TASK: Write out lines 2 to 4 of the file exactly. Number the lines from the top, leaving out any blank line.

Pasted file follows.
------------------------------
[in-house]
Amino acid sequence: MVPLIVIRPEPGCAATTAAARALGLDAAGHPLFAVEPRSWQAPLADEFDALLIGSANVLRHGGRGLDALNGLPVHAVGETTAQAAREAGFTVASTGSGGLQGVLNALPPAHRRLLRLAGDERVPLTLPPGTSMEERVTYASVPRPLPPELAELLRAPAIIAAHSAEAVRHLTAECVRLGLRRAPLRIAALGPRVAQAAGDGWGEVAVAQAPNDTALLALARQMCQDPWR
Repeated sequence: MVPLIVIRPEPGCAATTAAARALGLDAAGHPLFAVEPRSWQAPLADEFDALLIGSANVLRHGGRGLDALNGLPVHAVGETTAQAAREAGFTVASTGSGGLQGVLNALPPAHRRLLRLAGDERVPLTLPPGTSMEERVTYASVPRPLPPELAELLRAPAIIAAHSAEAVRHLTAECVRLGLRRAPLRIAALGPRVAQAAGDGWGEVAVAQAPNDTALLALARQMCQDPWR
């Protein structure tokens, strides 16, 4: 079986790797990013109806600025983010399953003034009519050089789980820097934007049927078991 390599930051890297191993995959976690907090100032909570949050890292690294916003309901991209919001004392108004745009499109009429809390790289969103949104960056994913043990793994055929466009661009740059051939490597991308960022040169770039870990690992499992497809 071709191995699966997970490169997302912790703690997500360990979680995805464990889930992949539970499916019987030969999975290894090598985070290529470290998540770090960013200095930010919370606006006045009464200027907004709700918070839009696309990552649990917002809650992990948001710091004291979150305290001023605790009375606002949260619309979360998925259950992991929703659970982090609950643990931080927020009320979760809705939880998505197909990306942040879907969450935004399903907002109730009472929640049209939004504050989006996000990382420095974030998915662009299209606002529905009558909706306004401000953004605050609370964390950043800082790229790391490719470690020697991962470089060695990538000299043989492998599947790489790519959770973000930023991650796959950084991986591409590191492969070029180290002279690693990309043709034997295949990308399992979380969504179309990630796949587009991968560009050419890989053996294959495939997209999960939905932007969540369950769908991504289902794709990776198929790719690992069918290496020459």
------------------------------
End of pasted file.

Amino acid sequence: MVPLIVIRPEPGCAATTAAARALGLDAAGHPLFAVEPRSWQAPLADEFDALLIGSANVLRHGGRGLDALNGLPVHAVGETTAQAAREAGFTVASTGSGGLQGVLNALPPAHRRLLRLAGDERVPLTLPPGTSMEERVTYASVPRPLPPELAELLRAPAIIAAHSAEAVRHLTAECVRLGLRRAPLRIAALGPRVAQAAGDGWGEVAVAQAPNDTALLALARQMCQDPWR
Repeated sequence: MVPLIVIRPEPGCAATTAAARALGLDAAGHPLFAVEPRSWQAPLADEFDALLIGSANVLRHGGRGLDALNGLPVHAVGETTAQAAREAGFTVASTGSGGLQGVLNALPPAHRRLLRLAGDERVPLTLPPGTSMEERVTYASVPRPLPPELAELLRAPAIIAAHSAEAVRHLTAECVRLGLRRAPLRIAALGPRVAQAAGDGWGEVAVAQAPNDTALLALARQMCQDPWR
């Protein structure tokens, strides 16, 4: 079986790797990013109806600025983010399953003034009519050089789980820097934007049927078991 390599930051890297191993995959976690907090100032909570949050890292690294916003309901991209919001004392108004745009499109009429809390790289969103949104960056994913043990793994055929466009661009740059051939490597991308960022040169770039870990690992499992497809 071709191995699966997970490169997302912790703690997500360990979680995805464990889930992949539970499916019987030969999975290894090598985070290529470290998540770090960013200095930010919370606006006045009464200027907004709700918070839009696309990552649990917002809650992990948001710091004291979150305290001023605790009375606002949260619309979360998925259950992991929703659970982090609950643990931080927020009320979760809705939880998505197909990306942040879907969450935004399903907002109730009472929640049209939004504050989006996000990382420095974030998915662009299209606002529905009558909706306004401000953004605050609370964390950043800082790229790391490719470690020697991962470089060695990538000299043989492998599947790489790519959770973000930023991650796959950084991986591409590191492969070029180290002279690693990309043709034997295949990308399992979380969504179309990630796949587009991968560009050419890989053996294959495939997209999960939905932007969540369950769908991504289902794709990776198929790719690992069918290496020459």